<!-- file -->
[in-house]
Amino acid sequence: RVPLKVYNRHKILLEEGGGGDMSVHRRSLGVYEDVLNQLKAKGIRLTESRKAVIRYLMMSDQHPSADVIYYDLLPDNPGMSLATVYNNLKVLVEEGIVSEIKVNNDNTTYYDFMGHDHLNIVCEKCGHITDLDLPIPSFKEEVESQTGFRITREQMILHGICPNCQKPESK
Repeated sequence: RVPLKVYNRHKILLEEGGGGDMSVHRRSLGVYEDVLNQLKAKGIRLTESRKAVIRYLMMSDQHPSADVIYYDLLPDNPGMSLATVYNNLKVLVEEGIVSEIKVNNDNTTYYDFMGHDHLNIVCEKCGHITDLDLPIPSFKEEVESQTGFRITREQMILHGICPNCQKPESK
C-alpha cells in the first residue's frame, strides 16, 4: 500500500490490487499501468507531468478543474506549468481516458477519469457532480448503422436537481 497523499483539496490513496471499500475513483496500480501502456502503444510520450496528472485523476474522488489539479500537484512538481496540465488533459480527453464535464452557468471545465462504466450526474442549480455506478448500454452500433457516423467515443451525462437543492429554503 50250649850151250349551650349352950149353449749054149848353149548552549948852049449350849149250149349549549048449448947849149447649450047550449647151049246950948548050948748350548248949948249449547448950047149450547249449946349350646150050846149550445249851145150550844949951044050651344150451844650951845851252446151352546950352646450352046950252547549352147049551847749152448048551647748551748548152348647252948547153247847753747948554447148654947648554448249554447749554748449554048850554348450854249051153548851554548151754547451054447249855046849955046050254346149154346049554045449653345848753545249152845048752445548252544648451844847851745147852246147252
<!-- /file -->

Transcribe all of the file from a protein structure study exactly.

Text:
[in-house]
Amino acid sequence: RVPLKVYNRHKILLEEGGGGDMSVHRRSLGVYEDVLNQLKAKGIRLTESRKAVIRYLMMSDQHPSADVIYYDLLPDNPGMSLATVYNNLKVLVEEGIVSEIKVNNDNTTYYDFMGHDHLNIVCEKCGHITDLDLPIPSFKEEVESQTGFRITREQMILHGICPNCQKPESK
Repeated sequence: RVPLKVYNRHKILLEEGGGGDMSVHRRSLGVYEDVLNQLKAKGIRLTESRKAVIRYLMMSDQHPSADVIYYDLLPDNPGMSLATVYNNLKVLVEEGIVSEIKVNNDNTTYYDFMGHDHLNIVCEKCGHITDLDLPIPSFKEEVESQTGFRITREQMILHGICPNCQKPESK
C-alpha cells in the first residue's frame, strides 16, 4: 500500500490490487499501468507531468478543474506549468481516458477519469457532480448503422436537481 497523499483539496490513496471499500475513483496500480501502456502503444510520450496528472485523476474522488489539479500537484512538481496540465488533459480527453464535464452557468471545465462504466450526474442549480455506478448500454452500433457516423467515443451525462437543492429554503 50250649850151250349551650349352950149353449749054149848353149548552549948852049449350849149250149349549549048449448947849149447649450047550449647151049246950948548050948748350548248949948249449547448950047149450547249449946349350646150050846149550445249851145150550844949951044050651344150451844650951845851252446151352546950352646450352046950252547549352147049551847749152448048551647748551748548152348647252948547153247847753747948554447148654947648554448249554447749554748449554048850554348450854249051153548851554548151754547451054447249855046849955046050254346149154346049554045449653345848753545249152845048752445548252544648451844847851745147852246147252